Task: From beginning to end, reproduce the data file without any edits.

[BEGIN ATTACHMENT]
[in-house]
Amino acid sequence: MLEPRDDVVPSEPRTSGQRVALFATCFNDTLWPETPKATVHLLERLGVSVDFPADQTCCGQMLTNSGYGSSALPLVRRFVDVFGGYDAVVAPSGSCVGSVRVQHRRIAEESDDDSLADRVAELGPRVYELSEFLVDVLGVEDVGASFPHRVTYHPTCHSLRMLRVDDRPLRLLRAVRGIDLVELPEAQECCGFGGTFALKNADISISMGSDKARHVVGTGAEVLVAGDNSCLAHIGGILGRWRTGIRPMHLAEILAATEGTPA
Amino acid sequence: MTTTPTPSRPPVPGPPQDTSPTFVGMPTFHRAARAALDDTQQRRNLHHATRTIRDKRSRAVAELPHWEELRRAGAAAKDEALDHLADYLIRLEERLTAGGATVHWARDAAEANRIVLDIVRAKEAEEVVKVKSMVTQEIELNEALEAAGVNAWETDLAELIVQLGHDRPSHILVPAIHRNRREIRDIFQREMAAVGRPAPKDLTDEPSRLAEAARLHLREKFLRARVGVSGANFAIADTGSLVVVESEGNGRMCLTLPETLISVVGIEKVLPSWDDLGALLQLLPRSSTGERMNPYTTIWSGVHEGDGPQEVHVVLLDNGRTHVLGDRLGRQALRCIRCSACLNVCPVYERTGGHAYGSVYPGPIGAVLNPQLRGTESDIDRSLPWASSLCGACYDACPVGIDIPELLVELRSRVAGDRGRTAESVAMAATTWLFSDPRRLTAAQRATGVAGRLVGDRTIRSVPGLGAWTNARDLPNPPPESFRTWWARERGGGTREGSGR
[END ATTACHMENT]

[in-house]
Amino acid sequence: MLEPRDDVVPSEPRTSGQRVALFATCFNDTLWPETPKATVHLLERLGVSVDFPADQTCCGQMLTNSGYGSSALPLVRRFVDVFGGYDAVVAPSGSCVGSVRVQHRRIAEESDDDSLADRVAELGPRVYELSEFLVDVLGVEDVGASFPHRVTYHPTCHSLRMLRVDDRPLRLLRAVRGIDLVELPEAQECCGFGGTFALKNADISISMGSDKARHVVGTGAEVLVAGDNSCLAHIGGILGRWRTGIRPMHLAEILAATEGTPA
Amino acid sequence: MTTTPTPSRPPVPGPPQDTSPTFVGMPTFHRAARAALDDTQQRRNLHHATRTIRDKRSRAVAELPHWEELRRAGAAAKDEALDHLADYLIRLEERLTAGGATVHWARDAAEANRIVLDIVRAKEAEEVVKVKSMVTQEIELNEALEAAGVNAWETDLAELIVQLGHDRPSHILVPAIHRNRREIRDIFQREMAAVGRPAPKDLTDEPSRLAEAARLHLREKFLRARVGVSGANFAIADTGSLVVVESEGNGRMCLTLPETLISVVGIEKVLPSWDDLGALLQLLPRSSTGERMNPYTTIWSGVHEGDGPQEVHVVLLDNGRTHVLGDRLGRQALRCIRCSACLNVCPVYERTGGHAYGSVYPGPIGAVLNPQLRGTESDIDRSLPWASSLCGACYDACPVGIDIPELLVELRSRVAGDRGRTAESVAMAATTWLFSDPRRLTAAQRATGVAGRLVGDRTIRSVPGLGAWTNARDLPNPPPESFRTWWARERGGGTREGSGR